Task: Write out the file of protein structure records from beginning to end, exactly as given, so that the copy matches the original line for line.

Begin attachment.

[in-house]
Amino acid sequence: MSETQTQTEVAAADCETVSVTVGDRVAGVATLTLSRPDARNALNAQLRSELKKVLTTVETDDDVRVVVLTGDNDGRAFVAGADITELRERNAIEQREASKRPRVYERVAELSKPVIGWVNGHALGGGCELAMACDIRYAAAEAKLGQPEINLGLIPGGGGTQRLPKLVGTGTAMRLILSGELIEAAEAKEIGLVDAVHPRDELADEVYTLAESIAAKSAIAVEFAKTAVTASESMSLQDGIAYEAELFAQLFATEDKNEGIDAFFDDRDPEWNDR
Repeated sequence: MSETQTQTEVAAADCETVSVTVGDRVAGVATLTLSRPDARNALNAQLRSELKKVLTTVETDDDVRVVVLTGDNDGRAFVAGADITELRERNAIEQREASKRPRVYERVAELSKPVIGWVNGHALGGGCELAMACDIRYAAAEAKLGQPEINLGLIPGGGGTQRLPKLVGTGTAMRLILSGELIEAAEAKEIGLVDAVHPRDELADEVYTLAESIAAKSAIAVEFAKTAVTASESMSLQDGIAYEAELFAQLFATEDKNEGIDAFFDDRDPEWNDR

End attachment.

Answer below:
[in-house]
Amino acid sequence: MSETQTQTEVAAADCETVSVTVGDRVAGVATLTLSRPDARNALNAQLRSELKKVLTTVETDDDVRVVVLTGDNDGRAFVAGADITELRERNAIEQREASKRPRVYERVAELSKPVIGWVNGHALGGGCELAMACDIRYAAAEAKLGQPEINLGLIPGGGGTQRLPKLVGTGTAMRLILSGELIEAAEAKEIGLVDAVHPRDELADEVYTLAESIAAKSAIAVEFAKTAVTASESMSLQDGIAYEAELFAQLFATEDKNEGIDAFFDDRDPEWNDR
Repeated sequence: MSETQTQTEVAAADCETVSVTVGDRVAGVATLTLSRPDARNALNAQLRSELKKVLTTVETDDDVRVVVLTGDNDGRAFVAGADITELRERNAIEQREASKRPRVYERVAELSKPVIGWVNGHALGGGCELAMACDIRYAAAEAKLGQPEINLGLIPGGGGTQRLPKLVGTGTAMRLILSGELIEAAEAKEIGLVDAVHPRDELADEVYTLAESIAAKSAIAVEFAKTAVTASESMSLQDGIAYEAELFAQLFATEDKNEGIDAFFDDRDPEWNDR